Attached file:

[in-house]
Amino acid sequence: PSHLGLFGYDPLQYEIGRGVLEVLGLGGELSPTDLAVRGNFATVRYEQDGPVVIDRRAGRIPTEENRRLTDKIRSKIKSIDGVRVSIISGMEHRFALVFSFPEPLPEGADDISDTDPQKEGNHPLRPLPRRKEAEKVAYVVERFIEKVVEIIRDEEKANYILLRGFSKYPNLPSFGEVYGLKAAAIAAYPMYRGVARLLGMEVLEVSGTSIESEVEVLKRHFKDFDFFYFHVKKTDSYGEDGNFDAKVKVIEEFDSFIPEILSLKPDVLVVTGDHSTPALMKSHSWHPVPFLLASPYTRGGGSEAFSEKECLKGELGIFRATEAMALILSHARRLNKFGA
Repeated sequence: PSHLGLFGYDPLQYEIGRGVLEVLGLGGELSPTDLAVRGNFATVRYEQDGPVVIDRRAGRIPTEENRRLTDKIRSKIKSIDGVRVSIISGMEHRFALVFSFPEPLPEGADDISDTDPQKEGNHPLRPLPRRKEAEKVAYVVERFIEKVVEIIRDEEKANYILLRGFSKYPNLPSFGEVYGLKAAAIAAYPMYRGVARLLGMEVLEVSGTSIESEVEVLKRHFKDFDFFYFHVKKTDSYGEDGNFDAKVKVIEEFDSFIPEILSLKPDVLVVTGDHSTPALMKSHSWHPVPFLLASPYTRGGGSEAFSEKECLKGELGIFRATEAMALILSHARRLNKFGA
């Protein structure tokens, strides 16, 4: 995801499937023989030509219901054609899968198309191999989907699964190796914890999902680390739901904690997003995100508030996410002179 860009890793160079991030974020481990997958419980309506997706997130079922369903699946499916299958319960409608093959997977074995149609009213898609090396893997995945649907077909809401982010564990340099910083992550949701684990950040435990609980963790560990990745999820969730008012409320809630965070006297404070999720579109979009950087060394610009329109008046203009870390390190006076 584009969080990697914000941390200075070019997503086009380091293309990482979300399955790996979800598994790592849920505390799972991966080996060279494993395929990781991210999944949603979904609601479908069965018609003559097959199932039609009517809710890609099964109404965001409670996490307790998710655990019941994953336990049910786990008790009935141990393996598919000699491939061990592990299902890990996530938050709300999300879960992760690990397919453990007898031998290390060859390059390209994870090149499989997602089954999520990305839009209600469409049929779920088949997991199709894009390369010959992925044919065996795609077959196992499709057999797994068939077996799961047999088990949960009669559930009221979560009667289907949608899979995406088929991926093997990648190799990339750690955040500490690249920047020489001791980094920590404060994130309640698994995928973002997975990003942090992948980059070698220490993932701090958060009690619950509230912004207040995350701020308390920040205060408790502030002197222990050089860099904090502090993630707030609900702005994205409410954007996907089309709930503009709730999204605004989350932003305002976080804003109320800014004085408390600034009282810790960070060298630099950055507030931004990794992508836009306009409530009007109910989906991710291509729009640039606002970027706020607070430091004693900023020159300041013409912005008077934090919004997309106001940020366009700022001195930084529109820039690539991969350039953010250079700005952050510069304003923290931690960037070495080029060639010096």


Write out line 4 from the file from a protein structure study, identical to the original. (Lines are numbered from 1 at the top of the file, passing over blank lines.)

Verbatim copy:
């Protein structure tokens, strides 16, 4: 995801499937023989030509219901054609899968198309191999989907699964190796914890999902680390739901904690997003995100508030996410002179 860009890793160079991030974020481990997958419980309506997706997130079922369903699946499916299958319960409608093959997977074995149609009213898609090396893997995945649907077909809401982010564990340099910083992550949701684990950040435990609980963790560990990745999820969730008012409320809630965070006297404070999720579109979009950087060394610009329109008046203009870390390190006076 584009969080990697914000941390200075070019997503086009380091293309990482979300399955790996979800598994790592849920505390799972991966080996060279494993395929990781991210999944949603979904609601479908069965018609003559097959199932039609009517809710890609099964109404965001409670996490307790998710655990019941994953336990049910786990008790009935141990393996598919000699491939061990592990299902890990996530938050709300999300879960992760690990397919453990007898031998290390060859390059390209994870090149499989997602089954999520990305839009209600469409049929779920088949997991199709894009390369010959992925044919065996795609077959196992499709057999797994068939077996799961047999088990949960009669559930009221979560009667289907949608899979995406088929991926093997990648190799990339750690955040500490690249920047020489001791980094920590404060994130309640698994995928973002997975990003942090992948980059070698220490993932701090958060009690619950509230912004207040995350701020308390920040205060408790502030002197222990050089860099904090502090993630707030609900702005994205409410954007996907089309709930503009709730999204605004989350932003305002976080804003109320800014004085408390600034009282810790960070060298630099950055507030931004990794992508836009306009409530009007109910989906991710291509729009640039606002970027706020607070430091004693900023020159300041013409912005008077934090919004997309106001940020366009700022001195930084529109820039690539991969350039953010250079700005952050510069304003923290931690960037070495080029060639010096």